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Political Science Professor Answers Midterm Election Questions  

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Nika Anschuetz





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On Nov. 8, voters across the United States will head to the polls. There are 469 seats in the U.S. Congress up for election – 34 in the Senate and all 435 in the House. In Colorado, voters will choose a Governor and Senator, as well as consider 11 ballot initiatives. Voters who register before Oct. 31 will receive a mail ballot. Voters can also register to vote in person on Election Day.   

Sara Chatfield

Ahead of the Nov. 8 election, the CAHSS Newsroom spoke with Sara Chatfield, assistant professor of political science, about races to watch and early polling.  

What’s the most important race in Colorado? Is there a particular race that’s most interesting? 

I’m watching the race in Colorado’s new congressional district, the 8th District. Because this is a brand new district just north of Denver, created in the most recent redistricting cycle, and because it is a competitive district, I think it will be an important and interesting race to follow. After redistricting, this district has Colorado’s largest percentage of Latino residents. This race is also of particular interest to me as a scholar of women and politics, as it is one of many woman-versus-woman races in the 2022 election cycle. Democrat Yadira Caraveo faces off against Republican Barbara Kirkmeyer, both of whom are currently members of the Colorado state legislature. 

Right now, polling expects Gov. Polis and Sen. Michael Bennet to keep their respective positions.  Do you think anything will change the expected outcome? It’s only in recent history that Colorado has voted blue. How “purple” do you think the state is? 

No, I do not think anything will change this outcome. While Colorado has been considered a swing state in the past, Democrats currently control both chambers of Colorado’s legislature, all major statewide offices and both U.S. Senate seats. While this dominance in state politics could change over the longer term, it doesn’t seem likely to me that it will change in 2022.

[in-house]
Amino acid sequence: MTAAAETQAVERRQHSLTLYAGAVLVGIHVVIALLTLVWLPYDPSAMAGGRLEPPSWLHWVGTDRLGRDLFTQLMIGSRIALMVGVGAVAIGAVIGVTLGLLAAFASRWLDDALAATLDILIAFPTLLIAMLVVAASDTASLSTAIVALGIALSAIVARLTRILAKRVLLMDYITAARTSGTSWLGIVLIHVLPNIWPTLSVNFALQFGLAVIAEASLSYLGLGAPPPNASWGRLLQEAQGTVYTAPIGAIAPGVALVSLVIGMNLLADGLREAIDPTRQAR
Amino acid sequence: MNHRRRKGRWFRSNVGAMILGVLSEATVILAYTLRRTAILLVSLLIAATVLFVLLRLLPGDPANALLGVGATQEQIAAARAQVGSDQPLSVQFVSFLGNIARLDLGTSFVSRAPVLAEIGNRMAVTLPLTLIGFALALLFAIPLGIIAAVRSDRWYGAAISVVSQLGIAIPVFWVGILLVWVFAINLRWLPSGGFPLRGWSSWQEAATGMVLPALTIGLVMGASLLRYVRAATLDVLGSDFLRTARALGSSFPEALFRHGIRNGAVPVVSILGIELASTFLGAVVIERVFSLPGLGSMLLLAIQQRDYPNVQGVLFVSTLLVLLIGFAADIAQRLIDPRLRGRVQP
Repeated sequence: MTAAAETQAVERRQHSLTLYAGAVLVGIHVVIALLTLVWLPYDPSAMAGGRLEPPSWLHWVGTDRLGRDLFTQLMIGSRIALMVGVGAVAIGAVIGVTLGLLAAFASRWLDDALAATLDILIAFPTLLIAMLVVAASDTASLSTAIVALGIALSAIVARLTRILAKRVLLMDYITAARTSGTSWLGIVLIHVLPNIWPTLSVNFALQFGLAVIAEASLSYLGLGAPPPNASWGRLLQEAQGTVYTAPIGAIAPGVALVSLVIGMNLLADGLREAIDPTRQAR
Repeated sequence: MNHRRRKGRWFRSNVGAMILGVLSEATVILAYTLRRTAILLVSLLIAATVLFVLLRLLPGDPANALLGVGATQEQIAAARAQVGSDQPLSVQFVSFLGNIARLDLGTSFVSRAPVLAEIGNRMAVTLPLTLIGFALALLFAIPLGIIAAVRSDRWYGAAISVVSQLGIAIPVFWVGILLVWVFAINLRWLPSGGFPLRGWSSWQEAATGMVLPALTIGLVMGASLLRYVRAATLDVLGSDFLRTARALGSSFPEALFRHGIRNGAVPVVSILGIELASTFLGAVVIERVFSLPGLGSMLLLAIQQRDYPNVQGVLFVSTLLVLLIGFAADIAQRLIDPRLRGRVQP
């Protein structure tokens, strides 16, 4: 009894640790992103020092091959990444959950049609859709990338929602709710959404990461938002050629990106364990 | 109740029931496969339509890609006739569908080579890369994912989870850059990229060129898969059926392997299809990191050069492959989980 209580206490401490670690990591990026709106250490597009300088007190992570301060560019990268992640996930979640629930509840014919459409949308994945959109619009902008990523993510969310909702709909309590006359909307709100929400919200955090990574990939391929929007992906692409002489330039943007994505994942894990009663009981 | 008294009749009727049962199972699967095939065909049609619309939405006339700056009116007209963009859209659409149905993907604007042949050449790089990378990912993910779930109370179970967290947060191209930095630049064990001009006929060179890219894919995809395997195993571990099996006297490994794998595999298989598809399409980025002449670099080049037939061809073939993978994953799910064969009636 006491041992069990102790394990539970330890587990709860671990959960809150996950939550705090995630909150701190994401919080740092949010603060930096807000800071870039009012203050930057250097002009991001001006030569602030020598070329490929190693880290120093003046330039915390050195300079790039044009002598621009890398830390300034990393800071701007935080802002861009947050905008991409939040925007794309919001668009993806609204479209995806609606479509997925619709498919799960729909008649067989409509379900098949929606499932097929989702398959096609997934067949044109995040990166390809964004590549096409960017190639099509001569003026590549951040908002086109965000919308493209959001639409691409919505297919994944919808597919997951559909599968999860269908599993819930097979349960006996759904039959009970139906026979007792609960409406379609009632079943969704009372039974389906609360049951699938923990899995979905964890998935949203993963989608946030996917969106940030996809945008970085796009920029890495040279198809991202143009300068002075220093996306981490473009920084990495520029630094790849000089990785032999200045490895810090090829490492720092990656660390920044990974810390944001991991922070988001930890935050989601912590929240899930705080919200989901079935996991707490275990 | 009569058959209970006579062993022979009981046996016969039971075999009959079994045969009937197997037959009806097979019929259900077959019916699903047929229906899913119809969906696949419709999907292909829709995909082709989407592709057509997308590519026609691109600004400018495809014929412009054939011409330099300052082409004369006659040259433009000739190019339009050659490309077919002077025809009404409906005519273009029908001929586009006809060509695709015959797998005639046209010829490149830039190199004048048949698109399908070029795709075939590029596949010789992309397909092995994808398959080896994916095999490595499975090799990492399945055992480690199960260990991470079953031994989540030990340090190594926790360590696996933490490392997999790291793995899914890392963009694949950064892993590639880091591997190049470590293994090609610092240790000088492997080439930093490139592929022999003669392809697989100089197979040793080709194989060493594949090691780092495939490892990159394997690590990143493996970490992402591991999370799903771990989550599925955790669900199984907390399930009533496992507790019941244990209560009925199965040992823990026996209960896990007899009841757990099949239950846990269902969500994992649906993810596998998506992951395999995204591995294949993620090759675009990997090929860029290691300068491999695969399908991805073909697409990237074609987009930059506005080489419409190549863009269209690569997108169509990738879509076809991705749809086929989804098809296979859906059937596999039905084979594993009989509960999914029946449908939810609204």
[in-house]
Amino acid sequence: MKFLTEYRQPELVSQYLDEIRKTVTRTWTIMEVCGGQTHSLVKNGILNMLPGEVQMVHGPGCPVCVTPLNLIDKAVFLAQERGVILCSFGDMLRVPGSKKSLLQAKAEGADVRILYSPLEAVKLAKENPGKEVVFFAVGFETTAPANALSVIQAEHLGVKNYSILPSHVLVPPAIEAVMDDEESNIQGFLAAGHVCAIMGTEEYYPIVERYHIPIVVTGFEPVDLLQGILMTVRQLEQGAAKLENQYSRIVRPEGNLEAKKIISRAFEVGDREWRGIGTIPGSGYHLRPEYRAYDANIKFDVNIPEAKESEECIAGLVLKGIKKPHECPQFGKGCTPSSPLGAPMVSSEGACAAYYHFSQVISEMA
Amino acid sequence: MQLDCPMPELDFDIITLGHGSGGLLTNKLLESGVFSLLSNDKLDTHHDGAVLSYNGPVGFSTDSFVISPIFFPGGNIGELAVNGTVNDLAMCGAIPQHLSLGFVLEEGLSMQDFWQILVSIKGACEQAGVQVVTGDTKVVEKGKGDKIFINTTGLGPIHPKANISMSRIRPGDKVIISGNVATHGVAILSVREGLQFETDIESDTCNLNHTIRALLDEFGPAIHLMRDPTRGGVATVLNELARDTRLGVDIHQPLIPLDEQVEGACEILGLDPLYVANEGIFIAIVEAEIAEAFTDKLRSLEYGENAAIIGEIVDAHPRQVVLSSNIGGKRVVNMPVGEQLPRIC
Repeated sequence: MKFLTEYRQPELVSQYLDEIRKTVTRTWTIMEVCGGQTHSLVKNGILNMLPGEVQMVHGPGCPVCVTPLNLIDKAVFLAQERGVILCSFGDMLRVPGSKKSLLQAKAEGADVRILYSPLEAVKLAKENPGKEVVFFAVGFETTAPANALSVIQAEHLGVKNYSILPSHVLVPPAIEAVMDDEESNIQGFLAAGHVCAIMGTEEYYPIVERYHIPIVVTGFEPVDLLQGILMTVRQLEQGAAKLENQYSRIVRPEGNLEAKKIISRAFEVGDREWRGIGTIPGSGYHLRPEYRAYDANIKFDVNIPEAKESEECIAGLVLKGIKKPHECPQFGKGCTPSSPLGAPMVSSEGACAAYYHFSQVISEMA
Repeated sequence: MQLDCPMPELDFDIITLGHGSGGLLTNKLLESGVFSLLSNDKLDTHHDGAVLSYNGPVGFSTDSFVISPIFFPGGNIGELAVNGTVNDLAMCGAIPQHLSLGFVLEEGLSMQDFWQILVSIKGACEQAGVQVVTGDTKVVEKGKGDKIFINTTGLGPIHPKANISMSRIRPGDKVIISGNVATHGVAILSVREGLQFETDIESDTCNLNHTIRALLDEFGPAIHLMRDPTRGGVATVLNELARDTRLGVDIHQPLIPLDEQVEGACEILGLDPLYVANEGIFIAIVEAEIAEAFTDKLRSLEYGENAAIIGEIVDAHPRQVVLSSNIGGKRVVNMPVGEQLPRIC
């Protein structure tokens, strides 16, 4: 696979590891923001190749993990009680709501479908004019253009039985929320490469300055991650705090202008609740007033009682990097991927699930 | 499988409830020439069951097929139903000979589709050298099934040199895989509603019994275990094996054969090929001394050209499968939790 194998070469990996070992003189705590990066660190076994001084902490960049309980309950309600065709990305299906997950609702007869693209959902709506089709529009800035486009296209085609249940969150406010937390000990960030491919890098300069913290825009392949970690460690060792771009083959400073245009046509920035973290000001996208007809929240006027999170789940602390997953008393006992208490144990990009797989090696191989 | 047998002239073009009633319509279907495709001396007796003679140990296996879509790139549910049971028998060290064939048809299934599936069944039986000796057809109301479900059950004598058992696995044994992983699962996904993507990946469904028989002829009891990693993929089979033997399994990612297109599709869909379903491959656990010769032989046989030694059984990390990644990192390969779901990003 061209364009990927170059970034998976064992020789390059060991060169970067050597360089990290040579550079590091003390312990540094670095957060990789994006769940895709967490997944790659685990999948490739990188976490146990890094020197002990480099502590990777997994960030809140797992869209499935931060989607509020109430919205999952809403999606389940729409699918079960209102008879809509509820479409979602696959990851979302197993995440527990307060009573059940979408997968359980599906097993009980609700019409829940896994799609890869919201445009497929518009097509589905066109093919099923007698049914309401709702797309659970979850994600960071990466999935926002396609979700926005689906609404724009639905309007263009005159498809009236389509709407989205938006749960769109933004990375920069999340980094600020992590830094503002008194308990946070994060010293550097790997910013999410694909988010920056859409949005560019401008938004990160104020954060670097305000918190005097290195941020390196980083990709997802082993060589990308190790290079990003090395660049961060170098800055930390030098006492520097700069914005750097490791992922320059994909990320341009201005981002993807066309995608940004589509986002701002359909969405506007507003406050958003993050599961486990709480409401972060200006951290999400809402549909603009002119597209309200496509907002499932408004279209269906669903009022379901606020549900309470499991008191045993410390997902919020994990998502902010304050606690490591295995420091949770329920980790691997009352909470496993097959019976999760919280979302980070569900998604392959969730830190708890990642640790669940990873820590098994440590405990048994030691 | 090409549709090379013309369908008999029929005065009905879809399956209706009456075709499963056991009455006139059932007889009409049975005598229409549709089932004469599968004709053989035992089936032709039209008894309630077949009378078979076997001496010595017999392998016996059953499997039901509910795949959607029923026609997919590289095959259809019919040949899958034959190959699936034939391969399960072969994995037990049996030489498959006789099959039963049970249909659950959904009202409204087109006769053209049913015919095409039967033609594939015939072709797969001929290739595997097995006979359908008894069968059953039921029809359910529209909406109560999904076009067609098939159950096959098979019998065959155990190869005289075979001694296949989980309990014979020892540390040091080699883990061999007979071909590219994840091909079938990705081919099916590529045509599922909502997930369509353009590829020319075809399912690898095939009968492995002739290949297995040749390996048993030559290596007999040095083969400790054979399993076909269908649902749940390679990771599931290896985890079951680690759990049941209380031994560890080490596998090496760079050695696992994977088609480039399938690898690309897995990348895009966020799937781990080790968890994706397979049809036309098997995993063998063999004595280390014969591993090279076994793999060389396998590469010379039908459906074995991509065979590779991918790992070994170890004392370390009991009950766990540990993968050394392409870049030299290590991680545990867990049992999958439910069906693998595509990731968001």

One factor that I think is especially influential in Colorado is the Taxpayer’s Bill of Rights (TABOR) in our state Constitution. Because this constitutional provision limits tax increases and government spending, it acts as almost a fourth branch of government that provides an automatic check on taxing and spending. As a result, even with Democratic dominance in statewide offices, there are inherent limits on the policies they can enact.  

Of the 11 ballot initiatives, is there one that’s most consequential? 

I will be closely following Prop 121, which would lower the state income tax rate from 4.55% to 4.40%. Even though Colorado leans Democratic in terms of electing candidates, that doesn’t mean voters support higher taxes. For example, in 2020, Colorado voters approved Prop 116, which reduced the state income tax rate from 4.63% to 4.55%. This initiative would reduce that rate even further. And, in a poll conducted by FOX31 / Channel 2 / Emerson College Polling / The Hill Colorado in mid-September, over a third of Colorado voters identified the economy as the top issue influencing their vote on Election Day. 

On the national level, what do you expect to happen with the balance of power in the House and the Senate? Do you expect the overturning of Roe v. Wade to have an impact in the elections? 

This year’s midterm elections are very hard to predict – current polling shows Democrats as slightly favored to win the Senate and Republicans as slightly favored to win the House. However, even just based on polls, there is a lot of uncertainty – and we know from recent history that polls are not perfect! So, I wouldn’t want to place any bets on who will control the House and the Senate come next January. 

The impact of Dobbs (the Supreme Court decision that overturned Roe v. Wade) is also hard to predict. There have been reports of higher-than-normal voter registration among both women voters and young voters this election cycle. For example, after the Dobbs decision came down, women’s voter registration in Kansas soared, leading to a significant win for abortion rights this past August in the state. Of course, abortion isn’t the only thing on the ballot this November, but it’s possible that reproductive rights issues will bring new voters to the polls who might not otherwise have been motivated to turn out to vote. This could be hard for polling to pick up on and could potentially lead to gains for Democrats.  

How do you expect people who align themselves with former President Trump, like Lauren Boebert, to fare in the general election? 

This is highly dependent on the part of the state we’re talking about. Lauren Boebert has strong support in Colorado’s third district, which is an area of the state that is majority Republican, and I expect she will win the general election. Of course, if we looked at another part of the state – say, District 1 which includes Denver – a Trump supporter would not fare well. Here in Denver, Democrat Diana DeGette is essentially guaranteed to be reelected.